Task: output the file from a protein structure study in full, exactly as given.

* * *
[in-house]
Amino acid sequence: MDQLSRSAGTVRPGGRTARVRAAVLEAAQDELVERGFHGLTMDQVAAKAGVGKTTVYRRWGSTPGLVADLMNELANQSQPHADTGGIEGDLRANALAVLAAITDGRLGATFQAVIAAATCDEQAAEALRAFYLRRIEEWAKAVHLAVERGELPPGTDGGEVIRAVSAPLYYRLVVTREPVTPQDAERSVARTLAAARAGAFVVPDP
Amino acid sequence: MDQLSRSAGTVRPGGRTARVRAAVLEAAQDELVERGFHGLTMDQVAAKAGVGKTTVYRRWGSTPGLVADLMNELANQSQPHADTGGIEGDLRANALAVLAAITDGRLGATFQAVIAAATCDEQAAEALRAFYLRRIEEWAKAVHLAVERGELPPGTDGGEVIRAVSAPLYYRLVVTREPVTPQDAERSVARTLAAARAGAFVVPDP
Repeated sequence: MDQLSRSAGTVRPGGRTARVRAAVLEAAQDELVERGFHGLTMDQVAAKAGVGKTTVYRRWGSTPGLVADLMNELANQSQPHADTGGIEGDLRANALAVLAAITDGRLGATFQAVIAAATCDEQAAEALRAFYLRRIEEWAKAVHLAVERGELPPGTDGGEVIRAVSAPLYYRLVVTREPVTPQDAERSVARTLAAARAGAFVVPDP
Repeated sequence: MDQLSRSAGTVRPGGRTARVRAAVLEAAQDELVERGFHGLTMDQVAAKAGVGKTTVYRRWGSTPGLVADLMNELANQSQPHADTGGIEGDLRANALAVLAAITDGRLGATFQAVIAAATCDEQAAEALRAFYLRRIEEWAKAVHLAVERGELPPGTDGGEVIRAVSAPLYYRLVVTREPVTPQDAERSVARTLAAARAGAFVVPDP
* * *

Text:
[in-house]
Amino acid sequence: MDQLSRSAGTVRPGGRTARVRAAVLEAAQDELVERGFHGLTMDQVAAKAGVGKTTVYRRWGSTPGLVADLMNELANQSQPHADTGGIEGDLRANALAVLAAITDGRLGATFQAVIAAATCDEQAAEALRAFYLRRIEEWAKAVHLAVERGELPPGTDGGEVIRAVSAPLYYRLVVTREPVTPQDAERSVARTLAAARAGAFVVPDP
Amino acid sequence: MDQLSRSAGTVRPGGRTARVRAAVLEAAQDELVERGFHGLTMDQVAAKAGVGKTTVYRRWGSTPGLVADLMNELANQSQPHADTGGIEGDLRANALAVLAAITDGRLGATFQAVIAAATCDEQAAEALRAFYLRRIEEWAKAVHLAVERGELPPGTDGGEVIRAVSAPLYYRLVVTREPVTPQDAERSVARTLAAARAGAFVVPDP
Repeated sequence: MDQLSRSAGTVRPGGRTARVRAAVLEAAQDELVERGFHGLTMDQVAAKAGVGKTTVYRRWGSTPGLVADLMNELANQSQPHADTGGIEGDLRANALAVLAAITDGRLGATFQAVIAAATCDEQAAEALRAFYLRRIEEWAKAVHLAVERGELPPGTDGGEVIRAVSAPLYYRLVVTREPVTPQDAERSVARTLAAARAGAFVVPDP
Repeated sequence: MDQLSRSAGTVRPGGRTARVRAAVLEAAQDELVERGFHGLTMDQVAAKAGVGKTTVYRRWGSTPGLVADLMNELANQSQPHADTGGIEGDLRANALAVLAAITDGRLGATFQAVIAAATCDEQAAEALRAFYLRRIEEWAKAVHLAVERGELPPGTDGGEVIRAVSAPLYYRLVVTREPVTPQDAERSVARTLAAARAGAFVVPDP